Eddie Vedder – Music for the Motion Picture: Into the Wild
J Records (9/18/07)
Into the Wild is, in many ways, probably the last album you’d expect from a man who has fronted one of the biggest rock outfits of the past 20 years. Still, Eddie Vedder crafts a nifty little rocking and (for the most part) mellow album that, for some reason, just seems to fall completely short of its goal.
First the positive.
Vedder wrote all the lyrics and performed all the instruments on this release, save for two cover tracks. There’s no stadium anthems on here, everything is low-key, with touches of folk and a mellowness that will remind longtime fans of Pearl Jam’s â€œWho We Areâ€ or â€œFootstepsâ€. The songs have this sort of inner beauty, and tell a beautiful story when taken as a total package.
Sadly, it’s the bad that far outweighs the good here.
It’s telling that Vedder, in interviews prior to the release of the album, said the process happened very quickly. The entire album clocks in at just over a half hour, and that includes a lengthy silence following the last track (preceding a hidden track of sorts) followed by some instrumental work. Eight of the 11 songs are less than three minutes in length, and half of those fail to break the two-minute plateau. I guess that’s fine and good with musicians that can figure out a way to make it work, but here the songs just seem unrealized or unfinished. This is especially apparent on songs like the rocking opener â€œSetting Forthâ€ or â€œFar Behindâ€, that just seem to peter out as soon as they get going. It’s a real shame, because from what’s there, both seem to be strong songs for Vedder to add to his extensive body of work.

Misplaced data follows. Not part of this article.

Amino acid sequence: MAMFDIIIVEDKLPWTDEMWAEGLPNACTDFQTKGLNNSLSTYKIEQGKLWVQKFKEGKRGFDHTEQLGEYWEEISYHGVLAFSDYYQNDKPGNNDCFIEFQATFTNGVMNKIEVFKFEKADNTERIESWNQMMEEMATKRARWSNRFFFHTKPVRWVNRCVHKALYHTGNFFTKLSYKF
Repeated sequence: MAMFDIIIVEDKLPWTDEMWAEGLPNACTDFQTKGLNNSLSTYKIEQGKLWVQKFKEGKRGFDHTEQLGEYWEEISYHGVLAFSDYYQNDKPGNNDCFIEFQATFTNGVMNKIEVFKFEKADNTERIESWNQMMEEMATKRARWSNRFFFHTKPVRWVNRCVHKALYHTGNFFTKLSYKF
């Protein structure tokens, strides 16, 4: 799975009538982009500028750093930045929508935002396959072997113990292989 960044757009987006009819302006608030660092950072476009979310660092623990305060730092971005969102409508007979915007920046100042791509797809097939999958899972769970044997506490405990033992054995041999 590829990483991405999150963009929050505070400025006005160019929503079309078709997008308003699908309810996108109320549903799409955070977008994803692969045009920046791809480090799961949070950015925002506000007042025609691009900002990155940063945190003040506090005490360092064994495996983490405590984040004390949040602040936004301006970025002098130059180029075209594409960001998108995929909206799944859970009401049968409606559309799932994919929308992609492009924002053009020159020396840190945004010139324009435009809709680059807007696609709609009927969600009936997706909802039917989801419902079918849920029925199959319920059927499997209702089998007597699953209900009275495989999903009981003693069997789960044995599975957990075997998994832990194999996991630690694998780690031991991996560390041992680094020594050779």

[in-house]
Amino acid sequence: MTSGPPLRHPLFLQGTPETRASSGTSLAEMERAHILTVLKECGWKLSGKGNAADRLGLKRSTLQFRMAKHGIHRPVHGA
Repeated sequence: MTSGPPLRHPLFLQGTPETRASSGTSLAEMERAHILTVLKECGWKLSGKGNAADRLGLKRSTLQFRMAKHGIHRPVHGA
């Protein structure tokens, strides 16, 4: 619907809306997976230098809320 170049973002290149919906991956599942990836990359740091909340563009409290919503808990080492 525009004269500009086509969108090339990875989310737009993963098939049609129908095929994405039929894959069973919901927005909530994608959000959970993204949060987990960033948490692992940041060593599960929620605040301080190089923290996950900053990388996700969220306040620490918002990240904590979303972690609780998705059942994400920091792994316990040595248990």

It’s also telling when the best song on your album happens to be a coverâ€”in this case, “Hard Sun”, orginally performed by the obscure Canadian outfit Indio. This song is also the longest on the disc, at a little over five minutes in length.
Fleshed out a little more, Into the Wild is a perfectly serviceable soundtrack. There’s some very nice storytelling in here, and the music definitely sets a mood. But as a solo debut, it falls far short. Which is a shame, given the high expectations fans have for Vedder’s work.